Lymphangioleiomyomatosis (LAM) is a rare disorder that affects women at their prime of their lives by gradually destroying the lungs leading to incapacitation. Lung transplant is the only known effective therapy. Although new drug treatment may be on the horizon, many aspects about this disease remain an enigma. Here, we will investigate a new paradigm that takes into account some of the unique features of LAM including the cellular heterogeneity, their potential to metastasize, and the influence of sex hormones. We also hope to develop an animal model of LAM that will serve as a useful tool for further investigations into disease pathogenesis and therapeutics.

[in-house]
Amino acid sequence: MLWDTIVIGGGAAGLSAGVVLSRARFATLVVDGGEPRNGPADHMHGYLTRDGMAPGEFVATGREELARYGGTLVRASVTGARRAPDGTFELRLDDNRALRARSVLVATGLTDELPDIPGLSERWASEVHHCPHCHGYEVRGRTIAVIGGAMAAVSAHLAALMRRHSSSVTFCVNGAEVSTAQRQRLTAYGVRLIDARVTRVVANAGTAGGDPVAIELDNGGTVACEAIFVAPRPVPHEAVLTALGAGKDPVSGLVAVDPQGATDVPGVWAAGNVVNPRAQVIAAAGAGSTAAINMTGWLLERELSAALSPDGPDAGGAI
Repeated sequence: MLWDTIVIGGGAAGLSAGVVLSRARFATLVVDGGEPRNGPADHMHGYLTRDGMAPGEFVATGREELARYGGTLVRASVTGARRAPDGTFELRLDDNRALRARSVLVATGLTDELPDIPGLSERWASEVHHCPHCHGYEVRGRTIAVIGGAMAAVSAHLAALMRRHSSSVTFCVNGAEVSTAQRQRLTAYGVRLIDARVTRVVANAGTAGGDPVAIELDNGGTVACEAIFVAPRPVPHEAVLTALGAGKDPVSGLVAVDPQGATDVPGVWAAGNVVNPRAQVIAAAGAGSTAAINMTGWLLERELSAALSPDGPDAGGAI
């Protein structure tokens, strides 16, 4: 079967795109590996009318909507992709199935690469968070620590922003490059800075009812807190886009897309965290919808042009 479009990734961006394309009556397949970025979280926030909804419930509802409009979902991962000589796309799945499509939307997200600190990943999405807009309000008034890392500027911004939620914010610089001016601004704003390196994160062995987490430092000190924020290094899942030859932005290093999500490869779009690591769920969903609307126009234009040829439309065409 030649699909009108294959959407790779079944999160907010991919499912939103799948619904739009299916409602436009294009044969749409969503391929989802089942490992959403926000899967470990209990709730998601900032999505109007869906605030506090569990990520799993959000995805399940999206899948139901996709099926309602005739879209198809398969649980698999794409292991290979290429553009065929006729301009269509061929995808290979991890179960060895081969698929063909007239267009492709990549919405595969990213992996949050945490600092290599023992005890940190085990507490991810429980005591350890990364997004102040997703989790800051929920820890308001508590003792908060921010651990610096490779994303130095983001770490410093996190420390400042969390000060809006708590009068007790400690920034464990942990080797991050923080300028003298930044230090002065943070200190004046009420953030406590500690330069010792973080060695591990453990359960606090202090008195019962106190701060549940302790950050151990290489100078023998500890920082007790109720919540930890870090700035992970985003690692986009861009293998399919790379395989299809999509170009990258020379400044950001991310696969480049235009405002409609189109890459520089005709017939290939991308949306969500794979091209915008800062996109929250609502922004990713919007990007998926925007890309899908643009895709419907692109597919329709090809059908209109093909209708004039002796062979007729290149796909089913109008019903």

Lymphangioleiomyomatosis (LAM) is a potentially fatal but uncommon disease that predominantly affects the lungs of females during their reproductive age. No curative therapy is available, and the underlying pathogenesis remains poorly understood. In this proposal, we will examine the role of the TSC2 gene and sex hormones in a novel 'two-hit'model of LAM development that may provide new strategies towards treatment of this disease.
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